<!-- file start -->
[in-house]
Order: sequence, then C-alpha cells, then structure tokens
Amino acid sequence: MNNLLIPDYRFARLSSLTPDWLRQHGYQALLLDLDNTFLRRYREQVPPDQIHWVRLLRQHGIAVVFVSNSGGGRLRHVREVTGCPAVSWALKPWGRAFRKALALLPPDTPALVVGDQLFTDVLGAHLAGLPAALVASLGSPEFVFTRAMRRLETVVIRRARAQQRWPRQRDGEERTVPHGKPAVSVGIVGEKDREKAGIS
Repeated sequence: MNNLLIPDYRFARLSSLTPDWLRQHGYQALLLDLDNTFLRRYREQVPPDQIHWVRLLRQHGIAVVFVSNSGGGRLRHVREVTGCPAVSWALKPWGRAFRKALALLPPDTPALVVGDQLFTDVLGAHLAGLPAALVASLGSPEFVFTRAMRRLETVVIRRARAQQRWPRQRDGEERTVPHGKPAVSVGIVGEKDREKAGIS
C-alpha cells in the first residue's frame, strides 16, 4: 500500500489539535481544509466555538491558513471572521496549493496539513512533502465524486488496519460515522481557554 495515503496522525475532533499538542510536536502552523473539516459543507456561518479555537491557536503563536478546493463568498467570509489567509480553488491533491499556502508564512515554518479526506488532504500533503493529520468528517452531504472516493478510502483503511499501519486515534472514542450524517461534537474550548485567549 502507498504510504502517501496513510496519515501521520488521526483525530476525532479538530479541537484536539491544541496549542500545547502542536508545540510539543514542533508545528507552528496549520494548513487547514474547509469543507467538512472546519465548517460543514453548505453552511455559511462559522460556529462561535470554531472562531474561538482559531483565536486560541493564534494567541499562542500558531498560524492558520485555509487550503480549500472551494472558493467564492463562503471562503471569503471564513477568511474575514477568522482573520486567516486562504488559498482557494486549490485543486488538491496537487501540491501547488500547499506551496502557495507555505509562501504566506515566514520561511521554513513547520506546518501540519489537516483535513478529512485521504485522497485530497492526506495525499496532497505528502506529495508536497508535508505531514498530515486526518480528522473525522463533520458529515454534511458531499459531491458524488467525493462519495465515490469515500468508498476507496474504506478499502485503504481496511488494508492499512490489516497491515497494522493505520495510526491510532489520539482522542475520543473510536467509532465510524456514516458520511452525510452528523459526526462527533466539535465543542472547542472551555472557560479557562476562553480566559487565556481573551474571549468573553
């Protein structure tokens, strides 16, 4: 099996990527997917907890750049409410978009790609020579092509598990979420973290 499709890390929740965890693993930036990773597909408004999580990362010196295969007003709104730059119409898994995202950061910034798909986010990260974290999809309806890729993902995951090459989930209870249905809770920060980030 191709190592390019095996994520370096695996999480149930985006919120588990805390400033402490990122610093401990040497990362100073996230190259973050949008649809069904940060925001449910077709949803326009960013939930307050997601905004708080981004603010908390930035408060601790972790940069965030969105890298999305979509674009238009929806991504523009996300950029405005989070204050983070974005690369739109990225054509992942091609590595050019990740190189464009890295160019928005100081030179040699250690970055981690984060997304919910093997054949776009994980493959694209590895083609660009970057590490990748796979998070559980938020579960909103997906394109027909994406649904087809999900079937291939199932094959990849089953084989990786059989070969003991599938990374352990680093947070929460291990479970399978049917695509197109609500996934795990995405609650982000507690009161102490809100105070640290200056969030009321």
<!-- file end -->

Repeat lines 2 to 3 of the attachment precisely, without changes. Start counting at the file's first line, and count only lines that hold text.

Order: sequence, then C-alpha cells, then structure tokens
Amino acid sequence: MNNLLIPDYRFARLSSLTPDWLRQHGYQALLLDLDNTFLRRYREQVPPDQIHWVRLLRQHGIAVVFVSNSGGGRLRHVREVTGCPAVSWALKPWGRAFRKALALLPPDTPALVVGDQLFTDVLGAHLAGLPAALVASLGSPEFVFTRAMRRLETVVIRRARAQQRWPRQRDGEERTVPHGKPAVSVGIVGEKDREKAGIS